The Rising Problem of AI Deepfakes in Advertising: The MrBeast Case

Artificial Intelligence (AI) deepfakes are becoming increasingly sophisticated, to the point where a fraudulent advertisement featuring a deepfake of widely followed creator MrBeast bypassed TikTok’s advertisement moderation technology. The ad depicted MrBeast offering an iPhone 15 Pro to 10,000 viewers for a meager $2, which might typically signal a scam. However, given MrBeast’s record of extravagant giveaways, the offer could have easily been perceived as genuine.

MrBeast, whose real name is Jimmy Donaldson, gained fame through his stunt videos where he gifts people with free homes, cars, and even cash prizes, with no strings attached. Therefore, it’s only partially implausible to imagine him buying 10,000 iPhones to give away via a TikTok ad, which could have contributed to TikTok approving the deepfake advertisement.

“Are social media platforms ready to handle the rise of AI deepfakes? This is a serious problem” – MrBeast.

The Battle of AI Technologies

TikTok uses a combination of human moderation and AI-aided technology to review ads before they are posted on the platform. In this instance, the AI seems to outsmart TikTok’s AI behind the MrBeast deep fake. Despite this oversight, TikTok managed to remove the ad within a few hours of its posting, as it violated the platform’s advertising policies.

While TikTok does not entirely prohibit advertisers from using synthetic or manipulated media, it does require that advertisers disclose their use of such technology. This policy is not unique to TikTok; Meta, the parent company of Facebook, also uses automated technology and human reviewers to train its AI and review ads.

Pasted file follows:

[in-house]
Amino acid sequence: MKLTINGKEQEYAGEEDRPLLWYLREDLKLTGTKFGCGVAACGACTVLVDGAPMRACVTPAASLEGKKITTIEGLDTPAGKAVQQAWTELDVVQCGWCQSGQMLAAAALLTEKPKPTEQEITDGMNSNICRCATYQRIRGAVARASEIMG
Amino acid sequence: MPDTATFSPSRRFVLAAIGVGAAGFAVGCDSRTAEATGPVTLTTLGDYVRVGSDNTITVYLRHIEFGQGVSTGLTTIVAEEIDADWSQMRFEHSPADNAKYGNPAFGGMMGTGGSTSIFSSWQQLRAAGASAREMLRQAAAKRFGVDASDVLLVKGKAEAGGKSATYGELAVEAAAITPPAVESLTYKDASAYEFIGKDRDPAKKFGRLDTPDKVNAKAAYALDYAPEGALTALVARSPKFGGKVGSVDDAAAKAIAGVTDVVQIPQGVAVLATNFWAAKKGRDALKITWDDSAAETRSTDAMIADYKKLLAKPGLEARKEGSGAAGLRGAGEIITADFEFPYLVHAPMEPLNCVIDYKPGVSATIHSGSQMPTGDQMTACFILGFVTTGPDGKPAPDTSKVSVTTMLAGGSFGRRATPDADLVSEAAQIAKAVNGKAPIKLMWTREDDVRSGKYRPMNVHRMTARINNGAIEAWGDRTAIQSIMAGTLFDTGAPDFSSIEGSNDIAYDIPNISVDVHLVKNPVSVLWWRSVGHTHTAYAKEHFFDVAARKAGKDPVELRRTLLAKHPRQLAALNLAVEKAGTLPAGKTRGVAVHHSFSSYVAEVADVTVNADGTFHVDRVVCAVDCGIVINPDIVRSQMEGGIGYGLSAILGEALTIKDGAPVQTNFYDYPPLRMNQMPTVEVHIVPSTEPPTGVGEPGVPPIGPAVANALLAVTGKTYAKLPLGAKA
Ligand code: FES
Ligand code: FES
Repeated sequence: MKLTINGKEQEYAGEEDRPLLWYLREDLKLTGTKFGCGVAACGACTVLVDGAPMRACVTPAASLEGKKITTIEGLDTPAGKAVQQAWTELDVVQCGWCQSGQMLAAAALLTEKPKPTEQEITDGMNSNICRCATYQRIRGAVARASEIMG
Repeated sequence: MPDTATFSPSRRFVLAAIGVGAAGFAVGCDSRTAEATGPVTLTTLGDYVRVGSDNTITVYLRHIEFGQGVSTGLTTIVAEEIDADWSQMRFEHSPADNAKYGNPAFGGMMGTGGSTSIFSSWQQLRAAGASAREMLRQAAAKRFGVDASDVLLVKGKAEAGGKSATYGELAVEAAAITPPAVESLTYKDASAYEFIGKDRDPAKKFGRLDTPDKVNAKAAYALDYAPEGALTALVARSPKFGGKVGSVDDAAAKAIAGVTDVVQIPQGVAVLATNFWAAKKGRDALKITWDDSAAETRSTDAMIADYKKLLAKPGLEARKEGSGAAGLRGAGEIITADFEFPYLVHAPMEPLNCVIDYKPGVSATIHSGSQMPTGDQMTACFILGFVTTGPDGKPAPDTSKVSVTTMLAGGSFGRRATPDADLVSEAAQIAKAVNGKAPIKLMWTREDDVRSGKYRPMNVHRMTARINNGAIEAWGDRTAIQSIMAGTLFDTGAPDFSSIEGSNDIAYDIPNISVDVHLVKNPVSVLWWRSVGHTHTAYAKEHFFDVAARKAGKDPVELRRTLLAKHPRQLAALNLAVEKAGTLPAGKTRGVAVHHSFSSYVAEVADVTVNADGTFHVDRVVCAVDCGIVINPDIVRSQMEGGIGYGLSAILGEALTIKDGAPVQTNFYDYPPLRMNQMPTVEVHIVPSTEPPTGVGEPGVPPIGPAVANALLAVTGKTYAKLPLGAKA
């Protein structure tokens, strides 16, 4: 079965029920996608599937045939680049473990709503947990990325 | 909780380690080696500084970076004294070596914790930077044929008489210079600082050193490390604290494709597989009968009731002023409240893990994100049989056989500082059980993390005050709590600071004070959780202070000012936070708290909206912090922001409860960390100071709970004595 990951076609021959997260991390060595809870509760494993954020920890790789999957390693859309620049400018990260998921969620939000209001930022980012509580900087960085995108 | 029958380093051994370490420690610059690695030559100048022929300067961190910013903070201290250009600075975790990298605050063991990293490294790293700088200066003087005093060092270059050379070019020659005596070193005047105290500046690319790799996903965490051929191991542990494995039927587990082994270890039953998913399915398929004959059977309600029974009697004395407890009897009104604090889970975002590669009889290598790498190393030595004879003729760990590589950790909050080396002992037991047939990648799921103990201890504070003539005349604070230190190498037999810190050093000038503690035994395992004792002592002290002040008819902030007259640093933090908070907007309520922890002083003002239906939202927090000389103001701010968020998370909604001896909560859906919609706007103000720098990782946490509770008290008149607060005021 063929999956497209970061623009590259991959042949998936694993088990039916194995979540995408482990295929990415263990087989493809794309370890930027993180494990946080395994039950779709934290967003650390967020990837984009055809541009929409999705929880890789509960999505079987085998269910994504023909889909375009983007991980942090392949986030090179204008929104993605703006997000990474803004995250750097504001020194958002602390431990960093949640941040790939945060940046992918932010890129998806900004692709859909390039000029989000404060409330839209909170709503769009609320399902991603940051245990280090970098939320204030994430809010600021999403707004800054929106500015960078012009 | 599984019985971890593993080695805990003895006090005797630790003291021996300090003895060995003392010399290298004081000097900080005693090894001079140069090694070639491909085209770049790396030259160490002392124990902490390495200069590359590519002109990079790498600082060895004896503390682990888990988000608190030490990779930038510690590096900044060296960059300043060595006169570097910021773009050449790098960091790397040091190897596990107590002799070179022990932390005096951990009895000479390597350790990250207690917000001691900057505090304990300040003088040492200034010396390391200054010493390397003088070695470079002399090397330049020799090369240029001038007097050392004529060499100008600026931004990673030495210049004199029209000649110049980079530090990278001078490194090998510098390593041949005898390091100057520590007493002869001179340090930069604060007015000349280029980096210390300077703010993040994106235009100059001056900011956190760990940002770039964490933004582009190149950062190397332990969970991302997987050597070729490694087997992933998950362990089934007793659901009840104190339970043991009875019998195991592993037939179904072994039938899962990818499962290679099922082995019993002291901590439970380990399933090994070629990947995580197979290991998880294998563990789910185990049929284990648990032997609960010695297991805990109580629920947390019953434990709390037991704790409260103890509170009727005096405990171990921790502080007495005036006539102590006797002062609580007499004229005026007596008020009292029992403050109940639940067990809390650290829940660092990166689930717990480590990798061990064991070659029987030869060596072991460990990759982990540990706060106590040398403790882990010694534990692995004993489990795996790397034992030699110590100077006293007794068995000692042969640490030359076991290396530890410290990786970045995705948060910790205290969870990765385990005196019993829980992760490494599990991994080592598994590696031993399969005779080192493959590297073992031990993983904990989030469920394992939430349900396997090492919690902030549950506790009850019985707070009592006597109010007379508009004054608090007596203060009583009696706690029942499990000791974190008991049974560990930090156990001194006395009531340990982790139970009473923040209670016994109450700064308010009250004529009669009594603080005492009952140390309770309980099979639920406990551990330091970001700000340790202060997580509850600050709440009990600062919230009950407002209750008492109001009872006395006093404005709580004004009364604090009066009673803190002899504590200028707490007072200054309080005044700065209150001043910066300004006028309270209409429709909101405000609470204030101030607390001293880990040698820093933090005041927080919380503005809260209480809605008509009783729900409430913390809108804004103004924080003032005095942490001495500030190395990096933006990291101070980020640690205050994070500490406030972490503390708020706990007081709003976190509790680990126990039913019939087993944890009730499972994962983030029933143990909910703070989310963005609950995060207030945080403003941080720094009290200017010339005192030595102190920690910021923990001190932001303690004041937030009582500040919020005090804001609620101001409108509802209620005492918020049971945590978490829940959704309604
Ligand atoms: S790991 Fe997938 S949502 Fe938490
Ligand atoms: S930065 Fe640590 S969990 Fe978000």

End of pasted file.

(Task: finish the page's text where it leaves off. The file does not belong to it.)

The Growing Issue of Deceptive Deepfakes

Deceptive deepfakes are not a new phenomenon but are becoming increasingly accessible as AI technology advances and becomes trendier among consumers and investors. While internet celebrities like MrBeast are appealing targets for younger audiences, older consumers are not immune to the deception. For instance, actor Tom Hanks and CBS anchor Gayle King recently warned their followers about fraudulent ads featuring deepfakes of them.

As the technology behind deepfakes continues to evolve, regulating them on a large scale becomes more challenging. This issue is particularly concerning as global elections approach, with the potential for deceptive advertising to have serious consequences.

The Federal Trade Commission (FTC) has already issued warnings about deepfake marketing, highlighting the need for more robust measures to combat this growing trend. As AI deepfakes continue to improve and increase, social media platforms and regulatory bodies must proactively protect consumers from deceptive advertising practices.

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